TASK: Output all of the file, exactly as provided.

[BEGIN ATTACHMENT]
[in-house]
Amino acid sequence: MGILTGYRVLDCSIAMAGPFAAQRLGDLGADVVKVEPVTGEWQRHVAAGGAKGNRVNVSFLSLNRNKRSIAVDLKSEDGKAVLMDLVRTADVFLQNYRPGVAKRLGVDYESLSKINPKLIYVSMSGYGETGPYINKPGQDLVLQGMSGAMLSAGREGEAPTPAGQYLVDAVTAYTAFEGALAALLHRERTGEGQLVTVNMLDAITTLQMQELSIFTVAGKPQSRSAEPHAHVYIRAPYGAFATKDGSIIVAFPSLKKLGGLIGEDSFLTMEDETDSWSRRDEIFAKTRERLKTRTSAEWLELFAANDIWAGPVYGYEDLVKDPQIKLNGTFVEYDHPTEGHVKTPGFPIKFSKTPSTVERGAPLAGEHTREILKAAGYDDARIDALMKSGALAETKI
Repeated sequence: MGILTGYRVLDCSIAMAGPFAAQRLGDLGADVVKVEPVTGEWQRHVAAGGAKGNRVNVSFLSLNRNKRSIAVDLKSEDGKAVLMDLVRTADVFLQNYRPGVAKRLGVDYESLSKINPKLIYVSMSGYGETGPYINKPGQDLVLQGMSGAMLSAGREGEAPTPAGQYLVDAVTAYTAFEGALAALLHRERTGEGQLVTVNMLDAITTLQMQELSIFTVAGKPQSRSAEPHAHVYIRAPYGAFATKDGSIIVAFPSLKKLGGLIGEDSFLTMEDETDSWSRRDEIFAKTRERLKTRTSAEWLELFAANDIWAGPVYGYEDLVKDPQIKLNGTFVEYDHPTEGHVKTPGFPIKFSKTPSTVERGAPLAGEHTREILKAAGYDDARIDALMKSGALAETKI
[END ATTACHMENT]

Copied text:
[in-house]
Amino acid sequence: MGILTGYRVLDCSIAMAGPFAAQRLGDLGADVVKVEPVTGEWQRHVAAGGAKGNRVNVSFLSLNRNKRSIAVDLKSEDGKAVLMDLVRTADVFLQNYRPGVAKRLGVDYESLSKINPKLIYVSMSGYGETGPYINKPGQDLVLQGMSGAMLSAGREGEAPTPAGQYLVDAVTAYTAFEGALAALLHRERTGEGQLVTVNMLDAITTLQMQELSIFTVAGKPQSRSAEPHAHVYIRAPYGAFATKDGSIIVAFPSLKKLGGLIGEDSFLTMEDETDSWSRRDEIFAKTRERLKTRTSAEWLELFAANDIWAGPVYGYEDLVKDPQIKLNGTFVEYDHPTEGHVKTPGFPIKFSKTPSTVERGAPLAGEHTREILKAAGYDDARIDALMKSGALAETKI
Repeated sequence: MGILTGYRVLDCSIAMAGPFAAQRLGDLGADVVKVEPVTGEWQRHVAAGGAKGNRVNVSFLSLNRNKRSIAVDLKSEDGKAVLMDLVRTADVFLQNYRPGVAKRLGVDYESLSKINPKLIYVSMSGYGETGPYINKPGQDLVLQGMSGAMLSAGREGEAPTPAGQYLVDAVTAYTAFEGALAALLHRERTGEGQLVTVNMLDAITTLQMQELSIFTVAGKPQSRSAEPHAHVYIRAPYGAFATKDGSIIVAFPSLKKLGGLIGEDSFLTMEDETDSWSRRDEIFAKTRERLKTRTSAEWLELFAANDIWAGPVYGYEDLVKDPQIKLNGTFVEYDHPTEGHVKTPGFPIKFSKTPSTVERGAPLAGEHTREILKAAGYDDARIDALMKSGALAETKI